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Mama Carmen's

Another great brunch spot in Santa Catalina. Mama Carmen’s Coffee and Kitchen is a friendly neighbourhood coffee shop serving super fresh brunch. They do stunning acai bowls among your standard brunch offerings and their iced matcha is the perfect way to start your day.

Whilst I didn’t try any, the cakes looked absolutely phenomenal.

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Koa was everyone’s favourite dinner destination we visited. It was a total all-rounder – serving the tastiest tapas and everything from burgers to slow-cooked lamb, and the best-cooked sirloin steak I’ve ever eaten. There was also a fantastic amount of gluten-free options.

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I know what you’re thinking. Eating Italian in Spain? Sacrilege. But pausing your tapas tour for this spot is 100% worth it. With tables spilling out onto the street and the most stunning interiors, the vibe in Rikito is unmatched… and that’s not even to mention their unbelievablely delicious homemade pasta and pizza.

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L'informal Tacos

Laidback dining in the coolest surroundings. L’informal Tacos is a must-visit for tequila and tacos. We actually visited for lunch and were very jealous of the start of the evening patrons meandering in for a night of socialising. We loved the Al Pastor tacos and their homemade lemonade was so refreshing.

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La Rosa Vermuteria & Colmado

This was the most authentically Mallorcan spot we visited. With garlic, chillis and Jamón Ibérico hanging from the ceilings, La Rosa’s interiors fit the Spanish holiday vibes of our dreams. Their dedication to authentic, simple but well done tapas is exactly what we were after from our last night in Palma.

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No guide to Palma would be complete without mentioning Bar Abaco.

It was the very first place that I’d noted down to visit after following Palma de Mallorca Guide on Instagram and let me tell you, it is so worth the hype.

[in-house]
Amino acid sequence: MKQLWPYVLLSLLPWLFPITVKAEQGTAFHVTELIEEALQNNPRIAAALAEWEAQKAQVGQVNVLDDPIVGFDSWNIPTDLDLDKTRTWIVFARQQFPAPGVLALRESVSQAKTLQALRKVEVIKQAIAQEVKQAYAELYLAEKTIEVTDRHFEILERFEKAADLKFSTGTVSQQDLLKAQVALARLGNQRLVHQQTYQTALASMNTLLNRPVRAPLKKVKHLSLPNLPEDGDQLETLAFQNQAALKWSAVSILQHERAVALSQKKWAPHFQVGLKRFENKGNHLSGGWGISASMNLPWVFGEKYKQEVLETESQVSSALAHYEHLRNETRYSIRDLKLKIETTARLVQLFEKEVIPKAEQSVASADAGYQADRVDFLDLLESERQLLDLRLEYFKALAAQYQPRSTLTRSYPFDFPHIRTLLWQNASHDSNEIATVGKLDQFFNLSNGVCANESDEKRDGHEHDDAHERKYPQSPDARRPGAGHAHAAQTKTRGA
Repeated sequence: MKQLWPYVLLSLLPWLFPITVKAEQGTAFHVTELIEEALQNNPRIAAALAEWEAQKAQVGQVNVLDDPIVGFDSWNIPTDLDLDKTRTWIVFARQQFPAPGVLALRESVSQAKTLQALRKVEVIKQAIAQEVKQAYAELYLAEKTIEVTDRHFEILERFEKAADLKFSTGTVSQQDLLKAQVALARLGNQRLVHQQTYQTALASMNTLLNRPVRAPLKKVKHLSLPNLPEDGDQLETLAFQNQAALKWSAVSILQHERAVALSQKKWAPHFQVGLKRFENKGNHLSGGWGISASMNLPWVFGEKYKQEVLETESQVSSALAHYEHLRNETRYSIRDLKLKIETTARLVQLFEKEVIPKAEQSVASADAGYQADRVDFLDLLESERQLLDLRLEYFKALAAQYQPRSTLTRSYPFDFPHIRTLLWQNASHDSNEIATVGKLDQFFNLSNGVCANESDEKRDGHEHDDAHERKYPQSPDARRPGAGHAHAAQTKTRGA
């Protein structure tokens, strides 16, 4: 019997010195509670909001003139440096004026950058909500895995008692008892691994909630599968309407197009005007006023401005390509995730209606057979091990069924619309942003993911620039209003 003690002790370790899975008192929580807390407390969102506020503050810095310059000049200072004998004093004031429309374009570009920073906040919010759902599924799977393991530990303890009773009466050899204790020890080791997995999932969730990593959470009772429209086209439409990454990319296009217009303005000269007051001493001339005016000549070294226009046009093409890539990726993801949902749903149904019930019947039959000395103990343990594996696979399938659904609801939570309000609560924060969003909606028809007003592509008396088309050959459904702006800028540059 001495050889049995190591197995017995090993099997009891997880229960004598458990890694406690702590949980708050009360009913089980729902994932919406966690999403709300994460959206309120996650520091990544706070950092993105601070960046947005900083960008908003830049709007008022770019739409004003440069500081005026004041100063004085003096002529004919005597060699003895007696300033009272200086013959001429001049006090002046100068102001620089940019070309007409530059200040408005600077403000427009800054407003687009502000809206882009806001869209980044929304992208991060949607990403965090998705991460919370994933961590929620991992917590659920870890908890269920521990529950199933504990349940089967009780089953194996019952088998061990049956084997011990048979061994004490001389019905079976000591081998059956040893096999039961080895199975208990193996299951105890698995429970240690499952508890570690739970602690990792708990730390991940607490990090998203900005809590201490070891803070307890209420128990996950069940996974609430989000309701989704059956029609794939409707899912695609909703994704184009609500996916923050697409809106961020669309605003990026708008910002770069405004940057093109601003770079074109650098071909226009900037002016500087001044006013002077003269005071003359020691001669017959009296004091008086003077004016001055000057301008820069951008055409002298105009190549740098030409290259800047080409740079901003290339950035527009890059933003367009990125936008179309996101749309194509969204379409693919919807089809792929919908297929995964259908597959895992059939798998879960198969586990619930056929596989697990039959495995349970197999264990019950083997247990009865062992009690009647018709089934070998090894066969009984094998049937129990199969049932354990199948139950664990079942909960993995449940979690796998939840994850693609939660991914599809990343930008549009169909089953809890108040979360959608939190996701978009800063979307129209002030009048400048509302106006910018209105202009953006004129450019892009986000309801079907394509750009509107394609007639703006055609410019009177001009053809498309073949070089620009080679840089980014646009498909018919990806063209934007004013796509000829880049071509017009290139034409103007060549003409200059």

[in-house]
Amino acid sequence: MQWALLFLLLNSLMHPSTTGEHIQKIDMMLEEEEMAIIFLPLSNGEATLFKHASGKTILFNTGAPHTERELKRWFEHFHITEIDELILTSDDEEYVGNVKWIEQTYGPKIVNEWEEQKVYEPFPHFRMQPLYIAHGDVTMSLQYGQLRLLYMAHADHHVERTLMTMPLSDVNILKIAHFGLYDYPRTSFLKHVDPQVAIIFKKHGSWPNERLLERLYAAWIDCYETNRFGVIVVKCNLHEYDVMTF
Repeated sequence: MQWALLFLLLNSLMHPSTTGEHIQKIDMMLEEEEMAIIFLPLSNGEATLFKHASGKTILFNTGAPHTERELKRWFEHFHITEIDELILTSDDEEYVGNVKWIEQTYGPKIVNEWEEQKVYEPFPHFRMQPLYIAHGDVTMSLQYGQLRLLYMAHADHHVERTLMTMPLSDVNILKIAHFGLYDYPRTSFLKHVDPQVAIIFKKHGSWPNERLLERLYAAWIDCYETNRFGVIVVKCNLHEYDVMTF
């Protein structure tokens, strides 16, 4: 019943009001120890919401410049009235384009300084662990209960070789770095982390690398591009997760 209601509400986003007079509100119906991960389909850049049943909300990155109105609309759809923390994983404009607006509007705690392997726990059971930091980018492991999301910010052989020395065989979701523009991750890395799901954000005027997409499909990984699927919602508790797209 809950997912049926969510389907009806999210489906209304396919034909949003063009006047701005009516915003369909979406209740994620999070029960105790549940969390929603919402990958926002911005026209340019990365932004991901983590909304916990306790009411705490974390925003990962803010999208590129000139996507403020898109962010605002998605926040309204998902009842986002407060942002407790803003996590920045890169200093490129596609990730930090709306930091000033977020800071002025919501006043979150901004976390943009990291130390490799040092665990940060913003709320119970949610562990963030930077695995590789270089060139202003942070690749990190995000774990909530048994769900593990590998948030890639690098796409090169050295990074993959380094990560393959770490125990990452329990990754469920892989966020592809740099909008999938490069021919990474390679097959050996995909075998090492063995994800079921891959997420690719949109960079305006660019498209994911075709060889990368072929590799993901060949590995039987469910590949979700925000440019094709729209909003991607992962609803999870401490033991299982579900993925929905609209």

Bar Abaco resides in a 17th-century palace and is filled with trickling water features, antique furniture and sculptures bearing fresh fruit. They exclusively play classical music and you are waited on by impeccably dressed, charismatic waiters – it was the closest thing I’ve ever felt to feeling like a Roman Emperor.

It is on the pricey side, at around €15 for a glass of sangria and around €20 for a cocktail, but even if you only go for one drink it is definitely worth splurging the extra euros.

HLN TOP TIP: Bar Abaco does not take reservations so be prepared to queue if you want to sit in the terrace rather than the main building. 


From wandering around the Old Town and visiting the Catedral de Mallorca to shopping on the Paseo del Borne or spending the day in Sóller – there’s plenty to do while you stay in Palma.

The biggest highlight of our holiday was without a doubt our day spent at Balneario Illetas – a gorgeous beach club based on Illetas Beach, just a 20-minute drive from Palma (which is easily accessible by public transport, or if you can’t hack the heat we paid €20 for a taxi).

With a gorgeous restaurant, comfy sunloungers and turquoise waters, this is the perfect spot for a boujee day at the beach. For about £30 you get access to the beach club and utilities from 9:30am to 6:30pm, a welcome drink on arrival, a sun lounger with a parasol and a towel and waiter service all day.

We had the best time relaxing and swimming in the sea and making the most of the cava sangria pitchers – it would have been rude not to.

HLN TOP TIP: Booking is essential and it is very popular so make sure to book far enough in advance for your desired dates!